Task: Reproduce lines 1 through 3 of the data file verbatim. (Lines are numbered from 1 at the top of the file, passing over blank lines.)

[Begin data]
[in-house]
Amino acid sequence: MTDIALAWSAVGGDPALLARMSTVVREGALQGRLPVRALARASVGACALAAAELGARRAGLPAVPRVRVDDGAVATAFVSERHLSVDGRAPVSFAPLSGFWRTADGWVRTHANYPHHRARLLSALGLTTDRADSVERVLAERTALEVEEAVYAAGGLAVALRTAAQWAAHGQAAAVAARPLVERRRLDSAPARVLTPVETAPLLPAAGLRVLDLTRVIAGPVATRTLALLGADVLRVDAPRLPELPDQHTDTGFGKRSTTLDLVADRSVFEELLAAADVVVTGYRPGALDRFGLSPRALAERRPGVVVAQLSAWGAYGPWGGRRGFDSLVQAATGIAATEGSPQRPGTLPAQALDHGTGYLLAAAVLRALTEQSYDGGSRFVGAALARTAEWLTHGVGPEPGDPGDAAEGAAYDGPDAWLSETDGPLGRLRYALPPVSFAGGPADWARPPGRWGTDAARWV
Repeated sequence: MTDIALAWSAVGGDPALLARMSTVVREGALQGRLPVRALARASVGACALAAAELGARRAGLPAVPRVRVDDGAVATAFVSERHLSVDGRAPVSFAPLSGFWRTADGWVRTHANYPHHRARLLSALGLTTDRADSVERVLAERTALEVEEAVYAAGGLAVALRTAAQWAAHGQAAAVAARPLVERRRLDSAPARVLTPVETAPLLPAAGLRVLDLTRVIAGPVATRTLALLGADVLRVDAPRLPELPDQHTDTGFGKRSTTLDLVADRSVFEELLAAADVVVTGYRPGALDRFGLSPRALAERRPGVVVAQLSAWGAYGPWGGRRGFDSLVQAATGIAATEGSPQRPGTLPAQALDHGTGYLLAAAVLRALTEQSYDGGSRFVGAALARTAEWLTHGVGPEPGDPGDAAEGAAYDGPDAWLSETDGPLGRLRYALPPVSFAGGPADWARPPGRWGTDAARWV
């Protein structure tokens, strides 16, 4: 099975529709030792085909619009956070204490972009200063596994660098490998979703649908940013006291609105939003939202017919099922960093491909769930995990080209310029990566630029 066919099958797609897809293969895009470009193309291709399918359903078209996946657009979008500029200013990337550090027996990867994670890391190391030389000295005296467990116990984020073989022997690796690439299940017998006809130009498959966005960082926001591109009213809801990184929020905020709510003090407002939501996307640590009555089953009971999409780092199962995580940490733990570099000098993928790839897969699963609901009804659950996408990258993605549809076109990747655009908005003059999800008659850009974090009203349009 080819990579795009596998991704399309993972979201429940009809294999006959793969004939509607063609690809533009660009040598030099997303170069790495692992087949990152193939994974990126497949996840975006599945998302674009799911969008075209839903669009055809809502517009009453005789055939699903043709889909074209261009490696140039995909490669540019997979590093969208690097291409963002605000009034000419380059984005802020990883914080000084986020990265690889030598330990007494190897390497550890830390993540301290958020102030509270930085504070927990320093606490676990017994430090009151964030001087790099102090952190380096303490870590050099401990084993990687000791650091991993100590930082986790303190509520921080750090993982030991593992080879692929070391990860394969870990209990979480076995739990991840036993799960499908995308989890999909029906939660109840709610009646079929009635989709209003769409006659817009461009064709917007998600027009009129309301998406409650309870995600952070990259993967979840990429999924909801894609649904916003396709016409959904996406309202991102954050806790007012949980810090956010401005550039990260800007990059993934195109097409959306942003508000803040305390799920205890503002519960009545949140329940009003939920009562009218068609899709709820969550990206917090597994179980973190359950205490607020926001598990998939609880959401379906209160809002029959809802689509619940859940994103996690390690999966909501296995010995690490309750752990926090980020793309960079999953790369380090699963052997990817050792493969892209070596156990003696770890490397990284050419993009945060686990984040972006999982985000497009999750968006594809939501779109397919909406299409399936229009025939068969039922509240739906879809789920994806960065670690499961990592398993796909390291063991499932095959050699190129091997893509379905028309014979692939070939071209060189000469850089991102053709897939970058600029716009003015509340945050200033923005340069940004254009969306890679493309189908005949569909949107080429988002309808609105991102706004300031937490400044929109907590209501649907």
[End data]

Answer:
[in-house]
Amino acid sequence: MTDIALAWSAVGGDPALLARMSTVVREGALQGRLPVRALARASVGACALAAAELGARRAGLPAVPRVRVDDGAVATAFVSERHLSVDGRAPVSFAPLSGFWRTADGWVRTHANYPHHRARLLSALGLTTDRADSVERVLAERTALEVEEAVYAAGGLAVALRTAAQWAAHGQAAAVAARPLVERRRLDSAPARVLTPVETAPLLPAAGLRVLDLTRVIAGPVATRTLALLGADVLRVDAPRLPELPDQHTDTGFGKRSTTLDLVADRSVFEELLAAADVVVTGYRPGALDRFGLSPRALAERRPGVVVAQLSAWGAYGPWGGRRGFDSLVQAATGIAATEGSPQRPGTLPAQALDHGTGYLLAAAVLRALTEQSYDGGSRFVGAALARTAEWLTHGVGPEPGDPGDAAEGAAYDGPDAWLSETDGPLGRLRYALPPVSFAGGPADWARPPGRWGTDAARWV
Repeated sequence: MTDIALAWSAVGGDPALLARMSTVVREGALQGRLPVRALARASVGACALAAAELGARRAGLPAVPRVRVDDGAVATAFVSERHLSVDGRAPVSFAPLSGFWRTADGWVRTHANYPHHRARLLSALGLTTDRADSVERVLAERTALEVEEAVYAAGGLAVALRTAAQWAAHGQAAAVAARPLVERRRLDSAPARVLTPVETAPLLPAAGLRVLDLTRVIAGPVATRTLALLGADVLRVDAPRLPELPDQHTDTGFGKRSTTLDLVADRSVFEELLAAADVVVTGYRPGALDRFGLSPRALAERRPGVVVAQLSAWGAYGPWGGRRGFDSLVQAATGIAATEGSPQRPGTLPAQALDHGTGYLLAAAVLRALTEQSYDGGSRFVGAALARTAEWLTHGVGPEPGDPGDAAEGAAYDGPDAWLSETDGPLGRLRYALPPVSFAGGPADWARPPGRWGTDAARWV